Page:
The Stamp Gallery’s current exhibition “Project 35: Volume 2” features several videos selected by curators from around the world.  One of these videos, entitled “Pacífico”, is a fascinating piece that was inspired by Brazilian artist Jonathas de Andrade’s experiences and travels through Latin America (video selected by curator Pablo León de la Barra).  The video begins with a captivating and vivid stop-motion sequence that portrays the beautiful Latin American landscape.  The artist uses a variety of materials and textures along with bold colors to construct an almost dreamlike, whimsical sequence.

An image from Pacífico by Jonathas de Andrade.

An image from Pacífico by Jonathas de Andrade.

After several minutes, the video cuts to images and narration from the book “Chile Ayer/Hoy.”  The narrator describes scenes happening in Chile, alternating between yesterday and today to show contrast.  There are images of violence and turmoil, but also images of peace and joy.

Again, the video returns to stop-motion, showing an imagined earthquake that causes Chile to split away from South America and become its own island.  There are also sequences of narration over images of maps and landscapes that describe real events such as the 2010 Chilean earthquake.

An image from Pacífico by Jonathas de Andrade

An image from Pacífico by Jonathas de Andrade

The video is captivating, to say the least, but you’re probably wondering at this point (as I was) – What does it all mean?  In a 2014 interview, the artist describes his inspiration for the piece.  While traveling through Chile and Bolivia, De Andrade found many cultural differences and viewpoints, particularly regarding the 19th century War of the Pacific.  This was a bitter war between Chile, Peru, and Bolivia over territory and resources that ended in 1904.  De Andrade wanted to use the video to depict a fictional solution to the fighting and territorial disputes, which was an earthquake that would force the physical separation of Chile.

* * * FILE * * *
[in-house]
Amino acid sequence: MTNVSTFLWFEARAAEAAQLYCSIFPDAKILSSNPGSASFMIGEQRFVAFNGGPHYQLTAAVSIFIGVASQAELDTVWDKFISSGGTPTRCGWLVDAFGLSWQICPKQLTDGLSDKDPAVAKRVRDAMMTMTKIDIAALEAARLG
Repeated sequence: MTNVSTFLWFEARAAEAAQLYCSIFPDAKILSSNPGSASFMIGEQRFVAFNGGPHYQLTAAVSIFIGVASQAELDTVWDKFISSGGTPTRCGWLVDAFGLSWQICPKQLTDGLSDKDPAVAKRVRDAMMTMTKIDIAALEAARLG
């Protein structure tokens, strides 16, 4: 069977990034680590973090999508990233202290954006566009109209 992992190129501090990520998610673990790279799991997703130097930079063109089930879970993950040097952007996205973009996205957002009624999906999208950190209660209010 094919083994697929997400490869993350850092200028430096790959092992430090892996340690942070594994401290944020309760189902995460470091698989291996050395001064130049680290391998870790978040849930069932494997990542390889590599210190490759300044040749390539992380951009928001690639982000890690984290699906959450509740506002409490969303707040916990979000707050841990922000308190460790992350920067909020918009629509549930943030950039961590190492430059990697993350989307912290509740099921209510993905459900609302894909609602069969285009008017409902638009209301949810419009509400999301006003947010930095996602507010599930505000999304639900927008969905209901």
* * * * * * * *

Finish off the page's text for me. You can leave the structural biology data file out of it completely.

However, during the making of the video in 2010, an actual massive earthquake rocked Chile.  De Andrade decided to compile images and audio from the earthquake and its aftermath to integrate into the video.  The result is a surreal, almost haunting combination of fiction and reality that creates a powerful viewer experience.  The interlacing of vivid cartoon-like animation with powerful real-world images and narration can be jarring, but it also leaves you with a lingering reminder of the profundity of imagination and the coldness of reality.

Written by: Nick Freas



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